4.) Physicians' Fees: The cost of a visit to a primary care physician in the United States is the highest in the study, coming in at $133 for private payer compared to the median of $104. These higher fees for physician services have resulted in this:
5.) The Penetration and Usage of Diagnostic Equipment: The United States has among the highest number of MRI machines per million population among the nations in the study at 25.9, coming in second place to Japan at 43.1 per million population. The OECD median is 8.9 MRI machines per million population. This compares to 8 machines per million for Canada and 5.9 per million for Australia. Physicians in the U.S. are also more likely to recommend the use of MRI for their patients; 91.2 exams per population population, the highest among its OECD peers and more than twice the median of 43 per thousand population. The number of CT scanners per million population in the United States (34.3 scanners per million) is also more than twice the OECD median of 15.1 per million and the number of CT scans (227.9 scans per thousand) is also nearly twice the OECD median of 122.8 exams per thousand.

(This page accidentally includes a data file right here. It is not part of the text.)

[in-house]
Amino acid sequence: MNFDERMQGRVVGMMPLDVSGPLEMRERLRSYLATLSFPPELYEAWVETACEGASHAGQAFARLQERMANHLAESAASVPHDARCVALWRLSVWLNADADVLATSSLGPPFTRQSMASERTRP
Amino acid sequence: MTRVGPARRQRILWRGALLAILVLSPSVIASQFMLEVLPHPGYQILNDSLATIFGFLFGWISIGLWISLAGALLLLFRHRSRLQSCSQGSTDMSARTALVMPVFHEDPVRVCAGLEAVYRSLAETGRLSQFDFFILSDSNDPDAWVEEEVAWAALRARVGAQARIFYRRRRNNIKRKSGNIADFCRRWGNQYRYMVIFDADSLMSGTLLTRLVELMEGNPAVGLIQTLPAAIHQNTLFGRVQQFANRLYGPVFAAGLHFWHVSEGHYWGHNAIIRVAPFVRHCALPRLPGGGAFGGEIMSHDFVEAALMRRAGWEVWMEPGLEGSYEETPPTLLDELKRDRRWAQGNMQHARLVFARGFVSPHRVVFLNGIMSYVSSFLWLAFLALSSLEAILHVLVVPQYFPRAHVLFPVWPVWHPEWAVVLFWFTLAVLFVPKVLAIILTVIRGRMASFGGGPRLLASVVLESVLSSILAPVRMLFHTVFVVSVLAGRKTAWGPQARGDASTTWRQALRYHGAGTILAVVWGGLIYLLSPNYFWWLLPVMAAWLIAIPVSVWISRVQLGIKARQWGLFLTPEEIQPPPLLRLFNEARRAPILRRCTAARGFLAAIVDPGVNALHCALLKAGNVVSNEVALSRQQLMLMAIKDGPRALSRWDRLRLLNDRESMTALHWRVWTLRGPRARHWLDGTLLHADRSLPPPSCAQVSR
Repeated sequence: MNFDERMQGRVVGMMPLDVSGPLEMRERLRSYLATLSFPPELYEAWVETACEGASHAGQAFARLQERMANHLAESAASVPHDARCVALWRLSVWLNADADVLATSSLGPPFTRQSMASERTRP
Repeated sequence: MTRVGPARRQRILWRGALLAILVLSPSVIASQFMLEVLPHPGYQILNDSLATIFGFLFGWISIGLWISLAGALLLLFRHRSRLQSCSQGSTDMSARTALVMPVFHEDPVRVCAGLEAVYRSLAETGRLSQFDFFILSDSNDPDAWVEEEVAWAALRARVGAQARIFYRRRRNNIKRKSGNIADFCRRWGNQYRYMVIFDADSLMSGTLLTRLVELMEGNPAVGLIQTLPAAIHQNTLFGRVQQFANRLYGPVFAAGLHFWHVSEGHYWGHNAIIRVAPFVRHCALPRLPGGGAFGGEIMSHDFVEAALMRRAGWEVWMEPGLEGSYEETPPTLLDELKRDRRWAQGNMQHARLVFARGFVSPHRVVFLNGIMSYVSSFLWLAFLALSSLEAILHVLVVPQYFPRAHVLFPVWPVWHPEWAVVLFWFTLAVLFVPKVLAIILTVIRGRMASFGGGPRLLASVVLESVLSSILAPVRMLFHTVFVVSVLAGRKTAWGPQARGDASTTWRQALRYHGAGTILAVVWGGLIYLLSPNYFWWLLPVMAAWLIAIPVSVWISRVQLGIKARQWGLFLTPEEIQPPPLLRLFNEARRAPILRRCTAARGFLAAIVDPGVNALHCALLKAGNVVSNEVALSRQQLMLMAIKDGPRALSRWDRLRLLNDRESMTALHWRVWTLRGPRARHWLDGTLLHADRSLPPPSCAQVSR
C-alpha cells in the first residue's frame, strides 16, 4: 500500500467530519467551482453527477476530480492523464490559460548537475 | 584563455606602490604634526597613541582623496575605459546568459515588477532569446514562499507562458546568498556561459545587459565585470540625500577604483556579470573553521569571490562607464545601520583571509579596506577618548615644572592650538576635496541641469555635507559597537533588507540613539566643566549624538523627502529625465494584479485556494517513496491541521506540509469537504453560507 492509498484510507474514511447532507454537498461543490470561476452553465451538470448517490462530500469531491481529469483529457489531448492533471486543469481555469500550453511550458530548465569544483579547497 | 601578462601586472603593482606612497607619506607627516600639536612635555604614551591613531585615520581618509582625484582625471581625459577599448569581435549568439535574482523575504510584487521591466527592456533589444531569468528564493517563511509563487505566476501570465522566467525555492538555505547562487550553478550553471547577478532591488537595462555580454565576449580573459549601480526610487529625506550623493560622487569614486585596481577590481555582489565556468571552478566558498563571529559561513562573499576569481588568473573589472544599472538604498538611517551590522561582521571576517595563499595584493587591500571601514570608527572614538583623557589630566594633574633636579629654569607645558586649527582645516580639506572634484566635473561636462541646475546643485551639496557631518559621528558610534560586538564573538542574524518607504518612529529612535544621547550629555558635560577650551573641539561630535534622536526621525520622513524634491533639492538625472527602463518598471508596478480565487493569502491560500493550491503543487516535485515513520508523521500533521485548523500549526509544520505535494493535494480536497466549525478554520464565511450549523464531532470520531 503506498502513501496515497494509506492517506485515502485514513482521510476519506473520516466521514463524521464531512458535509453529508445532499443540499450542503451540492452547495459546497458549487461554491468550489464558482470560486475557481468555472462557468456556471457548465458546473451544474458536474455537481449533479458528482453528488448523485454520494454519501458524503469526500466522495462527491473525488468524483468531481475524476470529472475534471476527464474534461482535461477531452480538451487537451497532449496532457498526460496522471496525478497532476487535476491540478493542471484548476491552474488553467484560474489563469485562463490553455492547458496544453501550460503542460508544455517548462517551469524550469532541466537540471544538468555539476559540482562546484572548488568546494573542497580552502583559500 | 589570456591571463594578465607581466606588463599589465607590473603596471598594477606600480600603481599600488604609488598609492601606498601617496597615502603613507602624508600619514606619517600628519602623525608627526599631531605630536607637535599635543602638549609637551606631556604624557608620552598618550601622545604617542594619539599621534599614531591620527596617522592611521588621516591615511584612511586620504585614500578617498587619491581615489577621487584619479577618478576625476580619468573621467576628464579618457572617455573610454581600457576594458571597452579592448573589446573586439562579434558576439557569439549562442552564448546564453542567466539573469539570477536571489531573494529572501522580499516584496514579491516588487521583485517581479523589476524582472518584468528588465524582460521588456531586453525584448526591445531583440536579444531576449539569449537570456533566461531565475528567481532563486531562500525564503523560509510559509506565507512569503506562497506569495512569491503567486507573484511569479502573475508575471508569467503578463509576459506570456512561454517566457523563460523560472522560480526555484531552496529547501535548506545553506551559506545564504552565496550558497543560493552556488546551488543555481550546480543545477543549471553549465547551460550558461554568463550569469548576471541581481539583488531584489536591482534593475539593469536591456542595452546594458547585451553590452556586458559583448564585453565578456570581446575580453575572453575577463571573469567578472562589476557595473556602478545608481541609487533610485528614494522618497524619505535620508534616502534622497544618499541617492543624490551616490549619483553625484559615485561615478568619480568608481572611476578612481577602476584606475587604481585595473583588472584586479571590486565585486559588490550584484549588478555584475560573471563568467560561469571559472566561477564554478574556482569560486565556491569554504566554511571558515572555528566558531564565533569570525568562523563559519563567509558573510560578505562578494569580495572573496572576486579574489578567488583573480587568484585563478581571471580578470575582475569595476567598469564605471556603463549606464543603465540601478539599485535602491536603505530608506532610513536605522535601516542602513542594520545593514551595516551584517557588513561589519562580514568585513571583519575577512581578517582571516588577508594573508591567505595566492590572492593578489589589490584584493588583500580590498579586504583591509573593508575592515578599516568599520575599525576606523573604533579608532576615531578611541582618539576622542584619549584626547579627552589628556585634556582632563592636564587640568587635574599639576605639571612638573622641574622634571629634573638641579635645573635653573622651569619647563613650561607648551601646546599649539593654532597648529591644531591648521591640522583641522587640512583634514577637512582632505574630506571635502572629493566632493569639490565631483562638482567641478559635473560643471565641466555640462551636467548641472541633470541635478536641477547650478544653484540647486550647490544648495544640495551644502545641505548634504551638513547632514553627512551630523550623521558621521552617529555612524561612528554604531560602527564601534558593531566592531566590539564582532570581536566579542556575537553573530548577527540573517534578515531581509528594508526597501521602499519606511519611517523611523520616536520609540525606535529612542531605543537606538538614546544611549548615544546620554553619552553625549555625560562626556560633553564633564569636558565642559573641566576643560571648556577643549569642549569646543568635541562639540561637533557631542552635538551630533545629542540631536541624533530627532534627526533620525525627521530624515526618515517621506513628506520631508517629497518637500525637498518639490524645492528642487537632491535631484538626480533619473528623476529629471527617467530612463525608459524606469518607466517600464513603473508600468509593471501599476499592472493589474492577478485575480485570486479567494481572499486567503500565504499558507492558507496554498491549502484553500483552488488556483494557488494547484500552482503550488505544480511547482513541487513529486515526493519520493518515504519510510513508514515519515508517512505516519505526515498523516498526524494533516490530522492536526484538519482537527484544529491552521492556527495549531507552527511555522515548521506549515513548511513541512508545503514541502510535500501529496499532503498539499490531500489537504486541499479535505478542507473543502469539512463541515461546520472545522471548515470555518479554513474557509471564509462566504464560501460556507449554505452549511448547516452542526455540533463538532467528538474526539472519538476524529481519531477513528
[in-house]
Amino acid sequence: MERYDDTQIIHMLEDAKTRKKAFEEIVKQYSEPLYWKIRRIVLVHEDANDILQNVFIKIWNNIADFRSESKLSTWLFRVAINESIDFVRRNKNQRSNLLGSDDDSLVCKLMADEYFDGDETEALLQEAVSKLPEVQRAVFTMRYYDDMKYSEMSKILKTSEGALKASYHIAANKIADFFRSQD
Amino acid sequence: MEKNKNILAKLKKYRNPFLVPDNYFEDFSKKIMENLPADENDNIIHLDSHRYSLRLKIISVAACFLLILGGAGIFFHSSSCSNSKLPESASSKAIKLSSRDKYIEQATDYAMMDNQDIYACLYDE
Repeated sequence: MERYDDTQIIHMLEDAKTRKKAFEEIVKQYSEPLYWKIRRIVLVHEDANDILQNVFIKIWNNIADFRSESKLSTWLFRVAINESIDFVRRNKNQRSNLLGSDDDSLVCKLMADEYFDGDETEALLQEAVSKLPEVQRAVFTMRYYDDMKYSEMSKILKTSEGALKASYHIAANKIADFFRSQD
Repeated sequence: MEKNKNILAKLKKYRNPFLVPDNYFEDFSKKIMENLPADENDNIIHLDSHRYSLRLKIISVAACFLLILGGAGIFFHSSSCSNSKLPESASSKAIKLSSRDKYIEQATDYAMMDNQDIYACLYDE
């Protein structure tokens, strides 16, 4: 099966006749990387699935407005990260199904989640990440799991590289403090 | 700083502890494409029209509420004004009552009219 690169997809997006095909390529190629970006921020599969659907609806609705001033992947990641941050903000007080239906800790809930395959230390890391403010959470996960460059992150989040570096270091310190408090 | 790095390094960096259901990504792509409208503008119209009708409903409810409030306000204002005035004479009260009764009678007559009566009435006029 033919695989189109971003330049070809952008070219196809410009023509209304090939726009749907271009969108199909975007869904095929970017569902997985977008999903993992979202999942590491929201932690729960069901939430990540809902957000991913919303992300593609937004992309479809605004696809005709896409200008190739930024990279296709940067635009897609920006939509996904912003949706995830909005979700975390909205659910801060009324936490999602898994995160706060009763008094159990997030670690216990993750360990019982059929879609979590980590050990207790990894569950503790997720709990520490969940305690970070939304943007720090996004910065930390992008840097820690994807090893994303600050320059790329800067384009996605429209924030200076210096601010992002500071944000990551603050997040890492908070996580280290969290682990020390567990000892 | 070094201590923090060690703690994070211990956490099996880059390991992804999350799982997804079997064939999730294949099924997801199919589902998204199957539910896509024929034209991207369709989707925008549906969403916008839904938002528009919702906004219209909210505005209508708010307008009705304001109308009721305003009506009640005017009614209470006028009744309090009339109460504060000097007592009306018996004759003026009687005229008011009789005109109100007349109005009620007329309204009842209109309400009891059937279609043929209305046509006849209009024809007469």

Now, you might say that all of the money spent on health care in the United States leads to better outcomes and better overall health. As shown on this graph which shows the five year survival rate for three common cancers, outcomes in the United States are not markedly better than its peers:
While this is just a partial measure of health care efficacy, it is symptomatic of the problems facing the American health care system.
While the introduction of Obamacare will help millions of uninsured Americans, this analysis by the Commonwealth Fund shows that there are underlying issues in the U.S. health care system that the implementation of universal health insurance will not be able to cure. Until there is some way of controlling costs, Americans will find themselves laying out more than their OECD counterparts for health care either through out-of-pocket spending or through rising health care premiums and taxes.